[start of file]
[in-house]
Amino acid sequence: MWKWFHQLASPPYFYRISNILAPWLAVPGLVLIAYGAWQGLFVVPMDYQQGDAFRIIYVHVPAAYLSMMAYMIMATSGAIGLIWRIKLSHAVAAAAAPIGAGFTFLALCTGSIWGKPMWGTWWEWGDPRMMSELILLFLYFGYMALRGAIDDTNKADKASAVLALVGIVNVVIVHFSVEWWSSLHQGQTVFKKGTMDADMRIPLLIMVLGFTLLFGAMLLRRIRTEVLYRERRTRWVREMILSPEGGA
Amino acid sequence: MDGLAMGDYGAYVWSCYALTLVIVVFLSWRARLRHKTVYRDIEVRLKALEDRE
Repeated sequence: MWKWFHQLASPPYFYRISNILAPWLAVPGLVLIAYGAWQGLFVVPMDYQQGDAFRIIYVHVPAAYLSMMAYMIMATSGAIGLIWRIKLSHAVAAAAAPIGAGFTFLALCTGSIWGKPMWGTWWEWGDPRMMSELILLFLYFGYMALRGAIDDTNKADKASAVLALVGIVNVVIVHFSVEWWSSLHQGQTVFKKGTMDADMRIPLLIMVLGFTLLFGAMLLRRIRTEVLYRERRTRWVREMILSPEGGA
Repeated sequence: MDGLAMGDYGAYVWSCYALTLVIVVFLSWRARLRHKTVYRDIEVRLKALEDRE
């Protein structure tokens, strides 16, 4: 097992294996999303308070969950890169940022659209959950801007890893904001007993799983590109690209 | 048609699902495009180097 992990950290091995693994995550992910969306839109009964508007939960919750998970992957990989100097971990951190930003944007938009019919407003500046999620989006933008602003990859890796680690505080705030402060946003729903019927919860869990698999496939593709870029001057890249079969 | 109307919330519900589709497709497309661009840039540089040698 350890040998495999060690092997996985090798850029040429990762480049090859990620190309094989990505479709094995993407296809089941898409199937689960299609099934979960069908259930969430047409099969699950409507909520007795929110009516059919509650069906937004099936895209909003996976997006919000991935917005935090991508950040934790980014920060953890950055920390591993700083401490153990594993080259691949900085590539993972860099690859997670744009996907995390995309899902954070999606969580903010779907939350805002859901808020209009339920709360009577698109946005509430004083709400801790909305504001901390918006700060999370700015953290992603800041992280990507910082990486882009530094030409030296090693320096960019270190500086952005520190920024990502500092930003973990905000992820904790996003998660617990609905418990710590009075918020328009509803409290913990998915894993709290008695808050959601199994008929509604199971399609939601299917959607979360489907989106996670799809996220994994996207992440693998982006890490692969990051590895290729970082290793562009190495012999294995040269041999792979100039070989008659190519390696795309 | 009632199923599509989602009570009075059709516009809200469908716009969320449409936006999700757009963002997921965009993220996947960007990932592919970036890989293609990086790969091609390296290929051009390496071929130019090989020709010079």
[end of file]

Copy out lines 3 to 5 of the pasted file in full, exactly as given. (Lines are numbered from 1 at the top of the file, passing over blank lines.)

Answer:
Amino acid sequence: MDGLAMGDYGAYVWSCYALTLVIVVFLSWRARLRHKTVYRDIEVRLKALEDRE
Repeated sequence: MWKWFHQLASPPYFYRISNILAPWLAVPGLVLIAYGAWQGLFVVPMDYQQGDAFRIIYVHVPAAYLSMMAYMIMATSGAIGLIWRIKLSHAVAAAAAPIGAGFTFLALCTGSIWGKPMWGTWWEWGDPRMMSELILLFLYFGYMALRGAIDDTNKADKASAVLALVGIVNVVIVHFSVEWWSSLHQGQTVFKKGTMDADMRIPLLIMVLGFTLLFGAMLLRRIRTEVLYRERRTRWVREMILSPEGGA
Repeated sequence: MDGLAMGDYGAYVWSCYALTLVIVVFLSWRARLRHKTVYRDIEVRLKALEDRE